What were the global effects of the Titanic sinking in 1912?

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Ashley Kannan | Middle School Teacher | (Level 3) Distinguished Educator

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In my mind, one of the world wide implications of the sinking of The Titanic reflected the validation modernist frame of reference.  At the time, such a connection was not made, but there is much in the sinking that speaks of the Modernist condition that was being felt all over the world and articulated by its writers.  Consider the fact that the wealthy and the powerful boarded the boat and then had to flee in the middle of night, or flail in the water, waiting for hope, waiting for absolution.  This is a very modernist idea in that all individuals end up being devoid of hope and stripped from the pomp and circumstance of consciousness, a rather hollow condition results.  Additionally, I think that the idea of being able to actually reflect weakness when strength or invincibility is advertised is another worldwide reality that was articulated through the sinking of The Titanic.  Finally, I think that idea of the band playing music during the calamity helped to create a worldwide metaphor that could be easily understood in articulating conditions of inertia and lack of acceptable response to change.  When Randy Shilts writes about the American government lack of authority in dealing with the crisis of AIDS, presuming that it needed to do nothing because the disease was seen as a “gay disease,” he takes the title of “And the Band Played On,” to reflect how poor and pathetic a response the American Government had to the disease.  This becomes another metaphor from the sinking that ends up holding worldwide implications.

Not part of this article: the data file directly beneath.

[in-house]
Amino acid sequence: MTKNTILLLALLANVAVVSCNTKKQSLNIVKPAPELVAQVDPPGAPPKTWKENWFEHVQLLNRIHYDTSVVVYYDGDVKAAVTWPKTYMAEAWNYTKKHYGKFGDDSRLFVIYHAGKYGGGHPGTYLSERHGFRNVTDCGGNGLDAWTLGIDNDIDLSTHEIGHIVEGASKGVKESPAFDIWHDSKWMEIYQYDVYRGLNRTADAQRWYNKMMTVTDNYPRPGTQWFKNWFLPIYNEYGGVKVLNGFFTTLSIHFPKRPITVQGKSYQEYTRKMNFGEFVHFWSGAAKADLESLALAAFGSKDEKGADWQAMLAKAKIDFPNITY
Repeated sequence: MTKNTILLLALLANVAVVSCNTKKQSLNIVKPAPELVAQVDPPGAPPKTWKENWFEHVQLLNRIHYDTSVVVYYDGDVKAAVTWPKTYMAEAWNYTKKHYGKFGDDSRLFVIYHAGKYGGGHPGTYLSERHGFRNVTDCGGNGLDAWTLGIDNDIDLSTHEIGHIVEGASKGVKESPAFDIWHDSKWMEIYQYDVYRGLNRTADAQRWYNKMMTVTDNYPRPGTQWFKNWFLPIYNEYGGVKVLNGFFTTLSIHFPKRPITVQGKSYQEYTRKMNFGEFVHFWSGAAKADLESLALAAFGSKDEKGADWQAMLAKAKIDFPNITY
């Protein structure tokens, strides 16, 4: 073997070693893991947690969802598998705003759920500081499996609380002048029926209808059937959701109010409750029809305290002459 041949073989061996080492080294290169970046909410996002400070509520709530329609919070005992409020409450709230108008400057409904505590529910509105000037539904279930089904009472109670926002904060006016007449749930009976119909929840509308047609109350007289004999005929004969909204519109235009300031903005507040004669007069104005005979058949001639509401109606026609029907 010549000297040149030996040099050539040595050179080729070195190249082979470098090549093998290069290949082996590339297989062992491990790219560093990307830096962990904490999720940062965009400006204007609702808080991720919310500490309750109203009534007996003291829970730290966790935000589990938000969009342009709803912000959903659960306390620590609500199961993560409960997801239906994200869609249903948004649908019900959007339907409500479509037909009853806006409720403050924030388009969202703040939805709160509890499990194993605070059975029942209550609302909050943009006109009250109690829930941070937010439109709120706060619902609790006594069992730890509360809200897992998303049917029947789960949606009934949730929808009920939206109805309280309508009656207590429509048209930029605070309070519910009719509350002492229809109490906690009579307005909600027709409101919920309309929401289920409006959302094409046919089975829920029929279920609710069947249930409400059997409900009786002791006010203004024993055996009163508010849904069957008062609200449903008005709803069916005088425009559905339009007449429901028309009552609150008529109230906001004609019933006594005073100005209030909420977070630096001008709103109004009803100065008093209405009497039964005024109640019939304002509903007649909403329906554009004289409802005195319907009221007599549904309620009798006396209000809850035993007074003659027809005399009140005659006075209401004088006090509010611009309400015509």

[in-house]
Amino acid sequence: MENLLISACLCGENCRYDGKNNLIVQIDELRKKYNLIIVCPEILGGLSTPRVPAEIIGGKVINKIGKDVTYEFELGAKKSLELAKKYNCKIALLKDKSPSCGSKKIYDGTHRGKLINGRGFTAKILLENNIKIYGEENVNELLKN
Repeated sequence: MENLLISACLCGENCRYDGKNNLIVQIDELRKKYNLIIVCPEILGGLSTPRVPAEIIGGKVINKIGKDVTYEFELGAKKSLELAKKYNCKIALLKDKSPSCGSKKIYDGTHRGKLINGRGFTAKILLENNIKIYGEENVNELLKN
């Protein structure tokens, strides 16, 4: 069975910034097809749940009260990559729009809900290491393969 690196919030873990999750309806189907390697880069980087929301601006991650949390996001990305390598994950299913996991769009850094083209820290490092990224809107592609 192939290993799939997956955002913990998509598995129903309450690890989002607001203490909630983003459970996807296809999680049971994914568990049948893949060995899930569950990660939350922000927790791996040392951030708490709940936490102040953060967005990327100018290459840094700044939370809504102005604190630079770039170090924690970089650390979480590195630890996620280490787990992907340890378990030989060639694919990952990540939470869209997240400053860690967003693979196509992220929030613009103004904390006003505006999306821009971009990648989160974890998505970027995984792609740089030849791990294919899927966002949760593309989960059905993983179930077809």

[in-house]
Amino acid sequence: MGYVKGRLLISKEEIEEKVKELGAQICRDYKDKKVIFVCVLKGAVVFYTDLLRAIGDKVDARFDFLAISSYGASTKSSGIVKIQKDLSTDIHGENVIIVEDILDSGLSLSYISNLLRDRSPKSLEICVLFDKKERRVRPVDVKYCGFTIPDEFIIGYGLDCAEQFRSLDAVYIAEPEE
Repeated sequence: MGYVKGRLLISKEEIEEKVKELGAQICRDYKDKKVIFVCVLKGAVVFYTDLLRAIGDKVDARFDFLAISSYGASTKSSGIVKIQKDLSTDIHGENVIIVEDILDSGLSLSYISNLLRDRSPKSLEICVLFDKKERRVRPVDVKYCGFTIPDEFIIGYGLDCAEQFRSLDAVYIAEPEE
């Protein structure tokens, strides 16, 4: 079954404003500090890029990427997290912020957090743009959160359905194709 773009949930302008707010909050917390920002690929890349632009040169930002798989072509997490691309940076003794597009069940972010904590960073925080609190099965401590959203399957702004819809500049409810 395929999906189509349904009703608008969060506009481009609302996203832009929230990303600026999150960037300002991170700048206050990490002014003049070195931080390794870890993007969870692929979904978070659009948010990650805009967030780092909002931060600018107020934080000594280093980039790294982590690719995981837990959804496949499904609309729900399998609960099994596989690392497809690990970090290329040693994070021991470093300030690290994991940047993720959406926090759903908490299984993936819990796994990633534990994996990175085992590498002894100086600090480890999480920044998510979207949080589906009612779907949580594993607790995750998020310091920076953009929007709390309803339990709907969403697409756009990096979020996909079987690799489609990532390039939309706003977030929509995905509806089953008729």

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krishna-agrawala | College Teacher | (Level 3) Valedictorian

Posted on

Titanic, a British passenger ship, that was the largest ship afloat of its time, struck an iceberg and sank in the North Atlantic Ocean on the night of April 14, 1912 on its first voyage. This is one of the biggest sea disasters in which about 1500 persons died.

This accident led to international recognition of the dangers posed to ships by icebergs, and the establishment of an International Ice Patrol along the North Atlantic ship lanes in 1914. This patrol, which has been maintained through joint support of principal shipping nations of the world, reports position of icebergs and their probable courses. The actual patrolling is done by the United States Coast Guard.

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